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Esquire (UK) - - Contents -

Esquire Self-Made A re­cap of our one­day sum­mit with prom­i­nent guest en­trepreneurs on how to suc­cess­fully fund and launch your

win­ning start-up

Let’s be HON­EST, all of us have had at least one ‘GE­NIUS’ BUSI­NESS IDEA, mulled over how to DITCH AN OF­FICE JOB for some­thing MORE FUN, or just con­sid­ered work­ing for your­self in­stead of The Man. How many of us have AC­TU­ALLY DONE ANY­THING about it is an­other mat­ter. The good news is there’s prob­a­bly never been a better time to make it hap­pen. Which is why Esquire brought to­gether the en­trepreneurial tal­ent be­hind our FAVOURITE BRANDS and START-UPS for a ONE-DAY SUM­MIT on how to get the next phase of your ca­reer, busi­ness or project up and run­ning. Here are some high­lights:

1. Ask, ‘Why not?’

Noel Clarke, the ac­tor, writer and pro­ducer be­hind Kidult­hood and re­cent Sky One se­ries Bul­let­proof

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“Grow­ing up, there wasn’t much op­por­tu­nity in my area. Lots of my friends had been to jail. While I was home, I would just watch tele­vi­sion and films. But I didn’t see any­thing that re­lated to me. So as I got older, I started watch­ing Amer­i­can indies, stuff like

Boyz n the Hood and Larry Clark’s Kids. That in­formed my mind. I wanted to make films that re­lated to an au­di­ence, that peo­ple wanted to watch be­cause they could see them­selves within them.

“But, weirdly, be­cause I didn’t see any­body go­ing, ‘Oh, this is too dif­fi­cult’, I was like, ‘Why not?’ And that has been my men­tal­ity all the time. It’s in­ter­est­ing: the fact that there wasn’t a lot of peo­ple do­ing it didn’t put me off. I wasn’t sup­posed to suc­ceed from that area. Ev­ery time I’ve come up against cast­ing di­rec­tors say­ing no, I thought, ‘Give me an ob­sta­cle, and I’ll go around it. Or through it.’

“I’ve been to big au­di­tions for life-chang­ing roles and just crum­bled in the room. You sit there, some guy comes in that you’ve watched in 50 movies and you’re like, ‘Fuck! How am I go­ing to get the job when he’s here?’ And you crum­ble. But even with those risks, I still went into the room, I never walked out. Be­cause you know what? Who knows. That day I crum­bled, but on other oc­ca­sions I looked at that per­son who’s done 50 films and thought, ‘I’m gonna take your job.’”

‘I wasn’t sup­posed to suc­ceed from my area. Ev­ery time I’ve come up against cast­ing di­rec­tors say­ing no, I thought, “Give me an ob­sta­cle, and I’ll go around it. Or through it”’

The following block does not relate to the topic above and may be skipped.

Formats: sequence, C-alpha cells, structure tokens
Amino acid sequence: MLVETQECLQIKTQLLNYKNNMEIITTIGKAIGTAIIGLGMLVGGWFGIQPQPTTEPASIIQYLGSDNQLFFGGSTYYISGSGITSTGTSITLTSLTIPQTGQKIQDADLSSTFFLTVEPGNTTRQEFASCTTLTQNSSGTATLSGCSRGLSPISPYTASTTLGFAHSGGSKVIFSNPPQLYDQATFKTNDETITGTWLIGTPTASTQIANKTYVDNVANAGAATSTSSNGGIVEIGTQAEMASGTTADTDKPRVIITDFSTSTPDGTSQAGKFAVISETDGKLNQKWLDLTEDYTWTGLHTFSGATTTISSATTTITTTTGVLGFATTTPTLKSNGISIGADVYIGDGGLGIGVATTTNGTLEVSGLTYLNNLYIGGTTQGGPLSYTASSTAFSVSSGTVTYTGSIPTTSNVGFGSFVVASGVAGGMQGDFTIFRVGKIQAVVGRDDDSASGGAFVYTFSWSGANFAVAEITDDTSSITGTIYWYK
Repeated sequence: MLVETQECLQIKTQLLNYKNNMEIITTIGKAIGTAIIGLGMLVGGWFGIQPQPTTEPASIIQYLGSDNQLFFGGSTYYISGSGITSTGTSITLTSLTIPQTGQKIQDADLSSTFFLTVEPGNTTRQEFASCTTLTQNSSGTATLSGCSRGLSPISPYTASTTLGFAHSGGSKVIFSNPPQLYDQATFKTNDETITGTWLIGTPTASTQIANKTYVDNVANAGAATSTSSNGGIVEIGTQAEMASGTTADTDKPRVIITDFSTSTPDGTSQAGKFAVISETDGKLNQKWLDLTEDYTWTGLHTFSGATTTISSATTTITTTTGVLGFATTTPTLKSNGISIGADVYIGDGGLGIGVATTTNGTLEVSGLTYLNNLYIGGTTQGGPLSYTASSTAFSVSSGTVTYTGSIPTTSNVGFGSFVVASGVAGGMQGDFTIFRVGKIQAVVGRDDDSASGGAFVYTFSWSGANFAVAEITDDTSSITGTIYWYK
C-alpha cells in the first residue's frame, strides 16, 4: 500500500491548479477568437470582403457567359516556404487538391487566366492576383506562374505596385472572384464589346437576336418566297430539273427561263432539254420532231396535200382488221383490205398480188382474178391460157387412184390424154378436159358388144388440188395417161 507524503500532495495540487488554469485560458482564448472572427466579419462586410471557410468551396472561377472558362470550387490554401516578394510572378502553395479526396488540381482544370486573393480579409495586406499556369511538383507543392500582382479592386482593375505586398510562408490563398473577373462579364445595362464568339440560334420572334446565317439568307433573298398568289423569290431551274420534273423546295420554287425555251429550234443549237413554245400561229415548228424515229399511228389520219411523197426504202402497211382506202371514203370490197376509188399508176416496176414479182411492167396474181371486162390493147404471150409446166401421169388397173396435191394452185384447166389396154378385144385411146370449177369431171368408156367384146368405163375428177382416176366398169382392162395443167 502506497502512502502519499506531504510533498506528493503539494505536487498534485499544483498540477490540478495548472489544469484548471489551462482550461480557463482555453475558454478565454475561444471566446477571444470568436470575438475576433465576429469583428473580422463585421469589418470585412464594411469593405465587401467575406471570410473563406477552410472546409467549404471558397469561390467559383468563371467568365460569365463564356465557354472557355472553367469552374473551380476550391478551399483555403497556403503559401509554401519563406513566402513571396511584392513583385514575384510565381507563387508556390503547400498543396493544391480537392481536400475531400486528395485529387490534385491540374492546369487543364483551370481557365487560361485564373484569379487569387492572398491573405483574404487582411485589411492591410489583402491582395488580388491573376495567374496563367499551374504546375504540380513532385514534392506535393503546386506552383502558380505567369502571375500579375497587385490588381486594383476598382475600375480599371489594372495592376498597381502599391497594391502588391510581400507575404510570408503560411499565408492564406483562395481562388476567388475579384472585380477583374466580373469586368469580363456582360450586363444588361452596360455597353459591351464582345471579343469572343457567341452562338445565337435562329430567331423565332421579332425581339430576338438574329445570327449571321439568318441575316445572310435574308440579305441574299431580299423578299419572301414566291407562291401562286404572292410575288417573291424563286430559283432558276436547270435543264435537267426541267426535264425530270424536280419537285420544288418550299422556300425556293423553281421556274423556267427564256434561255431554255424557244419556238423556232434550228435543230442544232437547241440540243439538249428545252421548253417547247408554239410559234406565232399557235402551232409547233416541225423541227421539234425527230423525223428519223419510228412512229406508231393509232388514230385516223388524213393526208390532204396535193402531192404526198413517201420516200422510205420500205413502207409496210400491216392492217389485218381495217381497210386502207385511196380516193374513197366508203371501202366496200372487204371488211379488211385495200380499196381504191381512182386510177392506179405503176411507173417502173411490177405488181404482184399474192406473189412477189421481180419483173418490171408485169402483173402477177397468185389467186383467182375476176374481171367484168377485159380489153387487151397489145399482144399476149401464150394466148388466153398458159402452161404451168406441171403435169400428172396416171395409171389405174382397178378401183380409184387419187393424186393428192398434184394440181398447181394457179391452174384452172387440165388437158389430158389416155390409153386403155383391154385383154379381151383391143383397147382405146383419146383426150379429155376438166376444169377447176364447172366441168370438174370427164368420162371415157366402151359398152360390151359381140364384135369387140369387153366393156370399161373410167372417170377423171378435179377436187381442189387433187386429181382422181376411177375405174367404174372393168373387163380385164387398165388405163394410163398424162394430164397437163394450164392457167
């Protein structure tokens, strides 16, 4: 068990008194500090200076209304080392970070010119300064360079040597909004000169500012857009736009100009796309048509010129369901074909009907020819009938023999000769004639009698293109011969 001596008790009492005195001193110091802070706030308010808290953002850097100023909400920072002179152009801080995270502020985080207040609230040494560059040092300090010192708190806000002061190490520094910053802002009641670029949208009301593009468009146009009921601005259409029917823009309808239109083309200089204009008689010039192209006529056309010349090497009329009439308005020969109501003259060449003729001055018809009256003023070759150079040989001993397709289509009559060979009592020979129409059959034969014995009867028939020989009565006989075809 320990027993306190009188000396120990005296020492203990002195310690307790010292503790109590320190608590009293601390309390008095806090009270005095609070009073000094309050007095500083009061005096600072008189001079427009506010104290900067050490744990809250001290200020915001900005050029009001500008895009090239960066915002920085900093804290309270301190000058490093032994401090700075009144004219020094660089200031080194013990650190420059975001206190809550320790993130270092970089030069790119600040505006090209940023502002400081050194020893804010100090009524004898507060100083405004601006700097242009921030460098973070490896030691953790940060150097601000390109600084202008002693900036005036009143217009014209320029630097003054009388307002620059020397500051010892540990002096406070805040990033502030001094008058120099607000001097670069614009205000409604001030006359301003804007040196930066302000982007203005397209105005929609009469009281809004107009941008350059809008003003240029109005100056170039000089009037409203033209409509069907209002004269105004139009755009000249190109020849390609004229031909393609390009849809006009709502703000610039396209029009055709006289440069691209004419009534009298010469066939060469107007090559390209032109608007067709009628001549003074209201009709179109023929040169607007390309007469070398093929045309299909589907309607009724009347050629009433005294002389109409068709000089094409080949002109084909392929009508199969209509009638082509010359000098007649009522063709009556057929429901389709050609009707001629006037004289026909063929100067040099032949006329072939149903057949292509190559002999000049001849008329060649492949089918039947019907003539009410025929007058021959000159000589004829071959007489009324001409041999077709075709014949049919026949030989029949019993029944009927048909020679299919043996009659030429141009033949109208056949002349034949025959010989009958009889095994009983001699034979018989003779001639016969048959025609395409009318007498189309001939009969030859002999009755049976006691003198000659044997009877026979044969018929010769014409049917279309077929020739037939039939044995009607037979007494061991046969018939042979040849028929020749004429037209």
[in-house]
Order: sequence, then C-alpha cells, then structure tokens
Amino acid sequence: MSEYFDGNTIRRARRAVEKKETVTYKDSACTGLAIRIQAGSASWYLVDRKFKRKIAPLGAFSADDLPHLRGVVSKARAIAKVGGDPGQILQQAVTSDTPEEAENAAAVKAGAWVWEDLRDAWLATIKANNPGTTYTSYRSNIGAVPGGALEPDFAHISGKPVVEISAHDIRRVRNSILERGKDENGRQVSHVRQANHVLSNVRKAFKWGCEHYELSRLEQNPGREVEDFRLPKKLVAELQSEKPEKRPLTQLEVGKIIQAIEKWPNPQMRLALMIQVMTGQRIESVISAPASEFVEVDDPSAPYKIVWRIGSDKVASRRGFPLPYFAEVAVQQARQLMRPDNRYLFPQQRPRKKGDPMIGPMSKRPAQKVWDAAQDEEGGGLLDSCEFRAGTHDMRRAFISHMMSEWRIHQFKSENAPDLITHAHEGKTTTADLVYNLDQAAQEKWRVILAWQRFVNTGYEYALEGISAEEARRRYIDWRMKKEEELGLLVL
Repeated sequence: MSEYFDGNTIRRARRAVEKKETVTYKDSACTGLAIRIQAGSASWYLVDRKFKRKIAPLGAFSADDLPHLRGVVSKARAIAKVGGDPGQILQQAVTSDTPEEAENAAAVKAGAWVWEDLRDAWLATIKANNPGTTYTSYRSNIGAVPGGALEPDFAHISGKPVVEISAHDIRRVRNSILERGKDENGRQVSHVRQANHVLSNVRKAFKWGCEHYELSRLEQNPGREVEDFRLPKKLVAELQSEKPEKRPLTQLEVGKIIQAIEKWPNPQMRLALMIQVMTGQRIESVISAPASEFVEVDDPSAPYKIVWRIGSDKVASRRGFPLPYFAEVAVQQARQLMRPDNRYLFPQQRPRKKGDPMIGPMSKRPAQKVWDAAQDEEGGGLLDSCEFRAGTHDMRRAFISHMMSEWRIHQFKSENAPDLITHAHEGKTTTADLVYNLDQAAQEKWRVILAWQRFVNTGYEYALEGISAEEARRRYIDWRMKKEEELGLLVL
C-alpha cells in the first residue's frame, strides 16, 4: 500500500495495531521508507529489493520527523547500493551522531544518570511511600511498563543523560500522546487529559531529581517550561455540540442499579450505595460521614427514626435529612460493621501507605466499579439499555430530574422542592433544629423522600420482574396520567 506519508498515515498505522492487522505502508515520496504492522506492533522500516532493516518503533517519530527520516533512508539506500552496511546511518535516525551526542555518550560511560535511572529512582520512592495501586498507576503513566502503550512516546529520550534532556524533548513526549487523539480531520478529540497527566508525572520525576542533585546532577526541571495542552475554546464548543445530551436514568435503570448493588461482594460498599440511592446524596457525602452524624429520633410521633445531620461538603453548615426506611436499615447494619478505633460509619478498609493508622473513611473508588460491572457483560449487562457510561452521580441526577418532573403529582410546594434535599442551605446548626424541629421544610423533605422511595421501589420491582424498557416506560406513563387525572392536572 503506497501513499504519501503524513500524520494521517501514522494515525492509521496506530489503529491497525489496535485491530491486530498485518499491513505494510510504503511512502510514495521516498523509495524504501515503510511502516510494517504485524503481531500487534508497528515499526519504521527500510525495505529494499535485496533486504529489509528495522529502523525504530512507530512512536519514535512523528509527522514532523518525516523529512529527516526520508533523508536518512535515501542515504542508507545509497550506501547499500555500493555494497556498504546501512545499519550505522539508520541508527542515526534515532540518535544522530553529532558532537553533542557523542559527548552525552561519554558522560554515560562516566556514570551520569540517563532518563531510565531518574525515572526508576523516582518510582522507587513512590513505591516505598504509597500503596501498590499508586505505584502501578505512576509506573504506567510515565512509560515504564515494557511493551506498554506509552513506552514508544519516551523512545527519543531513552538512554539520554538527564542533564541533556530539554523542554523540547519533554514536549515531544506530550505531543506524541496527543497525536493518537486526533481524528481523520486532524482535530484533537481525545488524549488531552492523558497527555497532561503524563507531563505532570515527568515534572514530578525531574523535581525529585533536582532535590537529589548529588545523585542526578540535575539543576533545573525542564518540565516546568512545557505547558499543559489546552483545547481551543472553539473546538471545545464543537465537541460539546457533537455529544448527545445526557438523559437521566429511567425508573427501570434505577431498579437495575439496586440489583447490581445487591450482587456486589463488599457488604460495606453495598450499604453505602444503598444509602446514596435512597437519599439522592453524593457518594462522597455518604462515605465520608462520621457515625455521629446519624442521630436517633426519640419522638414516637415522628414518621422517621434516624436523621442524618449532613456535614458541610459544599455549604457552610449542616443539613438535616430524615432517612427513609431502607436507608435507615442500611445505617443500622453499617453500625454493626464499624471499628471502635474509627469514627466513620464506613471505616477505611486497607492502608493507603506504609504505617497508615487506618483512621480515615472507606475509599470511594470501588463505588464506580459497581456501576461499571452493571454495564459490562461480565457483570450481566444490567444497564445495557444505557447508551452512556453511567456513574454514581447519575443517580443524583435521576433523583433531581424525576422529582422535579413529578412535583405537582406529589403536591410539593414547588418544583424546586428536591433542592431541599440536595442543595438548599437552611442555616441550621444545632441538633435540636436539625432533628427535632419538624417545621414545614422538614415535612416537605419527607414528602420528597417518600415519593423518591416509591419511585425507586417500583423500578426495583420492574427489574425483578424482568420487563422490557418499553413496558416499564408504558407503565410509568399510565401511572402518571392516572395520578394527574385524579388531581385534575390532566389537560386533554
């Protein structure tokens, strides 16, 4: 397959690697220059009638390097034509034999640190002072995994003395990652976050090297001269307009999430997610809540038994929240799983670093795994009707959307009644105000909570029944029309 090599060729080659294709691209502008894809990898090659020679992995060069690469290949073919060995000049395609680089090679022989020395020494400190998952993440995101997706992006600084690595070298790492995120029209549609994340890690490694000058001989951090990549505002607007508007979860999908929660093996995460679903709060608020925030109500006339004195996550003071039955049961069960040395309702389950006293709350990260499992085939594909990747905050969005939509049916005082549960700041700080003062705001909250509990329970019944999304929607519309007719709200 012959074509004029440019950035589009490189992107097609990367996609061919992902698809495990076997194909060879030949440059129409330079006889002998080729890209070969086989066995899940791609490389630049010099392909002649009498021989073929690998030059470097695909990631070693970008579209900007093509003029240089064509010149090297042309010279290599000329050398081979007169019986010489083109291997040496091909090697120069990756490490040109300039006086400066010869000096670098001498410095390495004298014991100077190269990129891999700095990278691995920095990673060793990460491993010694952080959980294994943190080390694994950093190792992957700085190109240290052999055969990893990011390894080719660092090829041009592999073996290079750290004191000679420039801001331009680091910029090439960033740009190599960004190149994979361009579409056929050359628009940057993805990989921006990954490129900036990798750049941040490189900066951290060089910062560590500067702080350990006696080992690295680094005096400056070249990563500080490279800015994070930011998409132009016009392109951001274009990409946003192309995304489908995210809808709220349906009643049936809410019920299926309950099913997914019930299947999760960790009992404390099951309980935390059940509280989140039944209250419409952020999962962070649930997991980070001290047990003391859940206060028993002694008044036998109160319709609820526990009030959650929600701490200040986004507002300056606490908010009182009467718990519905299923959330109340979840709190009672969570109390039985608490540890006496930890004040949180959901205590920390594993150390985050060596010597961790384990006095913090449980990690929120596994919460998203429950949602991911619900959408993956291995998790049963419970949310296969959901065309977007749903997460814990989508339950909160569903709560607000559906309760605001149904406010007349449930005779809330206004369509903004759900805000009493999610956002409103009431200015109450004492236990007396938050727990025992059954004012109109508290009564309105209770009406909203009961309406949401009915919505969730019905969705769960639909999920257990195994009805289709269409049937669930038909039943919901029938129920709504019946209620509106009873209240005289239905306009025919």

2. Keep it sim­ple

Huw Gott, co-founder of the Hawksmoor restau­rant group

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“Some things we did, in ret­ro­spect, were over­com­pli­cated. We had a gas­tropub where we wanted to change the menu all the time. We un­der­es­ti­mated how hard that is, how good a chef you need to be to pull that off. One of the lessons we learned was just to sim­plify as much as pos­si­ble. So we thought, ‘It doesn’t get much more straight­for­ward than steak and chips. Let’s just find the best beef we pos­si­bly can.’”

3. Find your pas­sion

Jonathan Levine, founder of New York City-based pre­mium au­dio brand Master & Dy­namic

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“I’ve al­ways found that pas­sion is fun­gi­ble. Some­times it takes longer to find it, but I truly be­lieve that it is fun­gi­ble, so what you may do today in music, you may do to­mor­row in de­sign, restau­rants or phi­lan­thropy. And when I look back, I have al­ways had that. I was pas­sion­ate, fo­cused, dis­ci­plined. That’s what en­abled me to suc­ceed with­out any back­ground or ex­pe­ri­ence. Many peo­ple find their pas­sion very early. Mine eluded me for a while. I wouldn’t change my story and my path, but I en­cour­age peo­ple to fig­ure out how they can tap into their true pas­sion. Be­cause as soon as you can tap into it, the longer you have a ca­reer do­ing it. There are so many op­por­tu­ni­ties to im­prove and grow. I would en­cour­age ev­ery­one to start ex­plor­ing their pas­sion on their own.”

4. Be­come an ex­pert in your cho­sen field Anish Bhatt, founder of In­sta­gram watch busi­ness Watch Anish

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“I re­ally turned my pas­sion into a busi­ness through sheer knowl­edge. Find some­thing you can talk about that hasn’t been spo­ken about in a cer­tain way be­fore, and try to main­tain an au­then­tic voice.”

5. Be au­then­tic and col­lab­o­rate Isaac Carew, chef and model

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“You can’t just see some­thing and go, ‘Ah, I can make money out of this.’ You need to have a love for some­thing that you want oth­ers to love also. I’ll change my con­tent de­pend­ing on con­ver­sa­tions I had with my fol­low­ers the day be­fore.”

6. Fo­cus on one plat­form

Emily Mur­ray, The Pink House in­te­ri­ors -

“Stop stress­ing about do­ing Twit­ter and YouTube and every­thing else. I found my­self say­ing ‘I should be’ but there just aren’t enough hours in the day. Find the one that in­ter­ests you and do it re­ally well.”

Our In­sta­gram panel, hosted by In­sta­gram’s brand de­vel­op­ment lead Gord Ray, looked at how to build and mar­ket a busi­ness on the plat­form.

7. Know your weak­nesses

An­drew Jen­nings, co-founder of watch­mak­ers Lars­son & Jen­nings

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“You’ve got to be very crit­i­cal of your ideas. You’ve got to stop at some point with some of them. Know your weak­nesses and re­spect your weak­nesses, and sur­round your­self with peo­ple who can help you on your jour­ney.”

8. Get your hands dirty

Michael G Ja­co­bides, As­so­ciate Pro­fes­sor of Strat­egy and En­trepreneur­ship at Lon­don Busi­ness School

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“You will never suc­ceed if your dream is to be CEO of your own busi­ness. The idea of be­ing sep­a­rate and del­e­gat­ing is much fur­ther down the line. You need to eat, breathe and un­der­stand ev­ery part of your busi­ness.”